Purpose: Many disabled stroke survivors live at home supported by informal caregivers. Research has revealed that these caregivers are experiencing strain. This study aims to examine the prevalence and differences over time of caregivers' strain in the first 6 months post-stroke and to predict caregiver strain based on patients' and caregivers' characteristics and service input.
Method: Ninety consecutive patients and their caregivers were assessed at 2, 4 and 6 months post-stroke. The Caregiver Strain Index was used to evaluate strain. Patients' motor function, functional ability, health status, emotion and participation and caregivers' gender and relation to the patient and service input after discharge were measured to determine the predictive factors.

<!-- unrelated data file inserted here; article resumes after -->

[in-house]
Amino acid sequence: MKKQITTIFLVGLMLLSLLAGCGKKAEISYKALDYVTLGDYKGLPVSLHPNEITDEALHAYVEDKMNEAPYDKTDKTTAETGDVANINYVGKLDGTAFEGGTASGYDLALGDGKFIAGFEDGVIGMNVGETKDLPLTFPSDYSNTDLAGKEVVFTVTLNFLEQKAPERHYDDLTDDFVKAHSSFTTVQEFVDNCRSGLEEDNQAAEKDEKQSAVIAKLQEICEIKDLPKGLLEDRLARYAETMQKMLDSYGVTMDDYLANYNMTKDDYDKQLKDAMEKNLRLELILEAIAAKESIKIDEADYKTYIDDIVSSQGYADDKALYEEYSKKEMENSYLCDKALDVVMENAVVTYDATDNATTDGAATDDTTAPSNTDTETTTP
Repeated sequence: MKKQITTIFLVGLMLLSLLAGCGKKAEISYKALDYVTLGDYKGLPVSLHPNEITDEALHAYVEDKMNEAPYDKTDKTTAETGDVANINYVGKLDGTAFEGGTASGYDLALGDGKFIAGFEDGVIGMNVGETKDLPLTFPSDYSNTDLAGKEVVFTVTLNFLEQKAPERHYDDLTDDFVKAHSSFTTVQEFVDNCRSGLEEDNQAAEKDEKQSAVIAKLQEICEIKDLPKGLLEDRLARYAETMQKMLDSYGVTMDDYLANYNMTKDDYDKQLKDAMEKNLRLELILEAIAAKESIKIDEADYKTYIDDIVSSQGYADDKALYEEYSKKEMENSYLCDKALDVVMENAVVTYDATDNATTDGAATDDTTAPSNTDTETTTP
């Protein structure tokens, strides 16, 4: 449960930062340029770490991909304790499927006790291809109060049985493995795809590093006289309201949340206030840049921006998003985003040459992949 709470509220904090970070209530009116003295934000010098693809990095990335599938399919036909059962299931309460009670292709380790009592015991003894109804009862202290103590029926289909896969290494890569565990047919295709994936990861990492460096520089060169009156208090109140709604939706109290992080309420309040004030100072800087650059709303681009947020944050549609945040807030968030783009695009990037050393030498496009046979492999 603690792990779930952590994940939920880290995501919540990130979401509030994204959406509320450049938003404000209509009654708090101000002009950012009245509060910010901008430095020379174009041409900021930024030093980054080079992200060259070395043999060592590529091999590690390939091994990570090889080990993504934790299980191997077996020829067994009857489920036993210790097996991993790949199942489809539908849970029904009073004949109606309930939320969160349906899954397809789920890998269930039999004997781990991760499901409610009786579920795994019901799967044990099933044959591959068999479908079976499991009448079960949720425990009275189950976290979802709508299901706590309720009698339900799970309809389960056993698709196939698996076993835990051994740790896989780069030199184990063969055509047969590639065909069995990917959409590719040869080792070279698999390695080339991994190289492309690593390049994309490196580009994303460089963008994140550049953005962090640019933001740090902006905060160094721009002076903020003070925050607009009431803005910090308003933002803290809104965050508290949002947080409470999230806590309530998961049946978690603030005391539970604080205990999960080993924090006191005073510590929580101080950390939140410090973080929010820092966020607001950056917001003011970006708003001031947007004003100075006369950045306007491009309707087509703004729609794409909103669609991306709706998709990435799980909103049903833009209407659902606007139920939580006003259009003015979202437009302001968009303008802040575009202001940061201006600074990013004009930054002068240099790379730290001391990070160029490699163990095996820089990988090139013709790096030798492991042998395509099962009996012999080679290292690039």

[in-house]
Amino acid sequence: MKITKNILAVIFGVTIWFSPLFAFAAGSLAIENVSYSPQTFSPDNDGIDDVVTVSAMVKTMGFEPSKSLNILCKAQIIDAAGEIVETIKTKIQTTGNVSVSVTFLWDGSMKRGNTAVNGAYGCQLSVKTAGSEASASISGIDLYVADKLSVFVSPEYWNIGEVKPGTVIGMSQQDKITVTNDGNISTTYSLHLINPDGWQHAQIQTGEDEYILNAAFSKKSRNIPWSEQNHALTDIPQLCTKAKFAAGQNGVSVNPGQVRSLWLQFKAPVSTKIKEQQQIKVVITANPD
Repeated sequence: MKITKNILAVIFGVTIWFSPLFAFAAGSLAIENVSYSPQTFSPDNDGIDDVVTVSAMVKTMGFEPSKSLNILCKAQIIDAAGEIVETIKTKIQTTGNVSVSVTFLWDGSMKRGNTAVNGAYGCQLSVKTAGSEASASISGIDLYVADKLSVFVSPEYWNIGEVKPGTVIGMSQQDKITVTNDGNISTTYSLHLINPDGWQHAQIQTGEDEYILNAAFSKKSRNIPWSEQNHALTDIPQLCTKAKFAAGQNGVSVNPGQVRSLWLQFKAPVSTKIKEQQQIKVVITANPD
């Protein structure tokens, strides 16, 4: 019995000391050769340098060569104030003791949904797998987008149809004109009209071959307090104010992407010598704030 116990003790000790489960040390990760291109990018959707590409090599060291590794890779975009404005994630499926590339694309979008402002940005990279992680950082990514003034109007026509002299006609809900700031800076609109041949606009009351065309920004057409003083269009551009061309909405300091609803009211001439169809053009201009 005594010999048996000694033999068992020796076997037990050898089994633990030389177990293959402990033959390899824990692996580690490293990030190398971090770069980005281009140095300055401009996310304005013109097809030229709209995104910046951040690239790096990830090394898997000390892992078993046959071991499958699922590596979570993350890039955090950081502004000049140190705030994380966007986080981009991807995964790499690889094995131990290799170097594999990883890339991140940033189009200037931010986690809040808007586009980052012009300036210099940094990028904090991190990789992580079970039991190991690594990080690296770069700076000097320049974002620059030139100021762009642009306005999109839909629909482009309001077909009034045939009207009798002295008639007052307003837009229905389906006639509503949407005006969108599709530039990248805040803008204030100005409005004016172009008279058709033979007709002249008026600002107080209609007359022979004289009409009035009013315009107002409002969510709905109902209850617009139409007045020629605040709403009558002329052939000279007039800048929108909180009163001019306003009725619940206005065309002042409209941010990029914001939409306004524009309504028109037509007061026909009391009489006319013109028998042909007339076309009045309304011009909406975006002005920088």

Results: Nearly one out of three caregivers experienced strain. No differences were seen between 2, 4 and 6 months post-stroke. Correlation and multiple regression analyses revealed that in predicting strain, the patients' functional and activity level plays an important role in the sub-acute phase while the participation level gets more important over time.
Conclusions: These findings emphasize the importance of maximal physical recovery and optimal reintegration in the community. This is not only essential for the patients themselves but also a pre-requisite to reduce the strain of their caregivers.